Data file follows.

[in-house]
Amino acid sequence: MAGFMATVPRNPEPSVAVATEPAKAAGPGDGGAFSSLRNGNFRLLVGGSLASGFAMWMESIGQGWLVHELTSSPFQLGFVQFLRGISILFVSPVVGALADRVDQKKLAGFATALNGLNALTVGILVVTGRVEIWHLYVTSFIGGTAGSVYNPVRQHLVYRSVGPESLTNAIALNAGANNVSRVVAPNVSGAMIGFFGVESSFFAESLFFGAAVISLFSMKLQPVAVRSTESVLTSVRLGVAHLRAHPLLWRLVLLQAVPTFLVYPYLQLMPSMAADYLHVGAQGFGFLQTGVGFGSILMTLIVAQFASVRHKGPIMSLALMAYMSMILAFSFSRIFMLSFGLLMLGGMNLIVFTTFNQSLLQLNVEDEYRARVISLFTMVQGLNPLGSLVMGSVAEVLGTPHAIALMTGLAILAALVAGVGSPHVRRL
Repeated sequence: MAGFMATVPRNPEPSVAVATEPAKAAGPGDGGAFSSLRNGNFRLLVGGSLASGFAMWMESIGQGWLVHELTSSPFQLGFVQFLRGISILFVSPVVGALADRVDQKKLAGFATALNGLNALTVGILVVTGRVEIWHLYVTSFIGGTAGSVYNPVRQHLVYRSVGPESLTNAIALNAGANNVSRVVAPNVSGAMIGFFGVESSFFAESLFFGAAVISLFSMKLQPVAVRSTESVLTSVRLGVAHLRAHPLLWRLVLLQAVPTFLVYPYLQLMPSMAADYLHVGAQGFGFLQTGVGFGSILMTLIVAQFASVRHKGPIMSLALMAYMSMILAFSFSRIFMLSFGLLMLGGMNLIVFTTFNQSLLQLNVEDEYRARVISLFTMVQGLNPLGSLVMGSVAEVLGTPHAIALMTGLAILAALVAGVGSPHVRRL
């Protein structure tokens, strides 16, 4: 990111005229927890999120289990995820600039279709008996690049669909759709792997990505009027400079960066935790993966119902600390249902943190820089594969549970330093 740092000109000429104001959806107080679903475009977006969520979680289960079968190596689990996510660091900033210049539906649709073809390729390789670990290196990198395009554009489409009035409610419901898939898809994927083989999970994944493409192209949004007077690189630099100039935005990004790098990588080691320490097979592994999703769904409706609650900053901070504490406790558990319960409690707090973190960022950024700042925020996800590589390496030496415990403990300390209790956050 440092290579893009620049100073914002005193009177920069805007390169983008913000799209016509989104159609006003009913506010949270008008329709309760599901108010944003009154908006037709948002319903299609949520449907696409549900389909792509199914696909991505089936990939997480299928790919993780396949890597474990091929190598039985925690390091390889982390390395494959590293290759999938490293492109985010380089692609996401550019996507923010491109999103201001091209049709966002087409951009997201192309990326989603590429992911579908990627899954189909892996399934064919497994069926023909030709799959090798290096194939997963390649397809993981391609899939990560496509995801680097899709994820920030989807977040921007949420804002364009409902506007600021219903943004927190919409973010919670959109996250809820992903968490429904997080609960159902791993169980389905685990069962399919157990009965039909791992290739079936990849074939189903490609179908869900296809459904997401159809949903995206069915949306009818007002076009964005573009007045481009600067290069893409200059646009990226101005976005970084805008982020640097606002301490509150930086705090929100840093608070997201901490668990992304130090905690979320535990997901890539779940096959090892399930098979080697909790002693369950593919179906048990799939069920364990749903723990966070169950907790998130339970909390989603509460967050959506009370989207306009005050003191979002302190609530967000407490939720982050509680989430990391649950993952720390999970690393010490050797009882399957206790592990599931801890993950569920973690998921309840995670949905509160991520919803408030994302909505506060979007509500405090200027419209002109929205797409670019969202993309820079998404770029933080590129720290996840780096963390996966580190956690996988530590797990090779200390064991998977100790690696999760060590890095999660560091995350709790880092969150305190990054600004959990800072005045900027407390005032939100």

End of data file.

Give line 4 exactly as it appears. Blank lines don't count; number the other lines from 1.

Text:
């Protein structure tokens, strides 16, 4: 990111005229927890999120289990995820600039279709008996690049669909759709792997990505009027400079960066935790993966119902600390249902943190820089594969549970330093 740092000109000429104001959806107080679903475009977006969520979680289960079968190596689990996510660091900033210049539906649709073809390729390789670990290196990198395009554009489409009035409610419901898939898809994927083989999970994944493409192209949004007077690189630099100039935005990004790098990588080691320490097979592994999703769904409706609650900053901070504490406790558990319960409690707090973190960022950024700042925020996800590589390496030496415990403990300390209790956050 440092290579893009620049100073914002005193009177920069805007390169983008913000799209016509989104159609006003009913506010949270008008329709309760599901108010944003009154908006037709948002319903299609949520449907696409549900389909792509199914696909991505089936990939997480299928790919993780396949890597474990091929190598039985925690390091390889982390390395494959590293290759999938490293492109985010380089692609996401550019996507923010491109999103201001091209049709966002087409951009997201192309990326989603590429992911579908990627899954189909892996399934064919497994069926023909030709799959090798290096194939997963390649397809993981391609899939990560496509995801680097899709994820920030989807977040921007949420804002364009409902506007600021219903943004927190919409973010919670959109996250809820992903968490429904997080609960159902791993169980389905685990069962399919157990009965039909791992290739079936990849074939189903490609179908869900296809459904997401159809949903995206069915949306009818007002076009964005573009007045481009600067290069893409200059646009990226101005976005970084805008982020640097606002301490509150930086705090929100840093608070997201901490668990992304130090905690979320535990997901890539779940096959090892399930098979080697909790002693369950593919179906048990799939069920364990749903723990966070169950907790998130339970909390989603509460967050959506009370989207306009005050003191979002302190609530967000407490939720982050509680989430990391649950993952720390999970690393010490050797009882399957206790592990599931801890993950569920973690998921309840995670949905509160991520919803408030994302909505506060979007509500405090200027419209002109929205797409670019969202993309820079998404770029933080590129720290996840780096963390996966580190956690996988530590797990090779200390064991998977100790690696999760060590890095999660560091995350709790880092969150305190990054600004959990800072005045900027407390005032939100």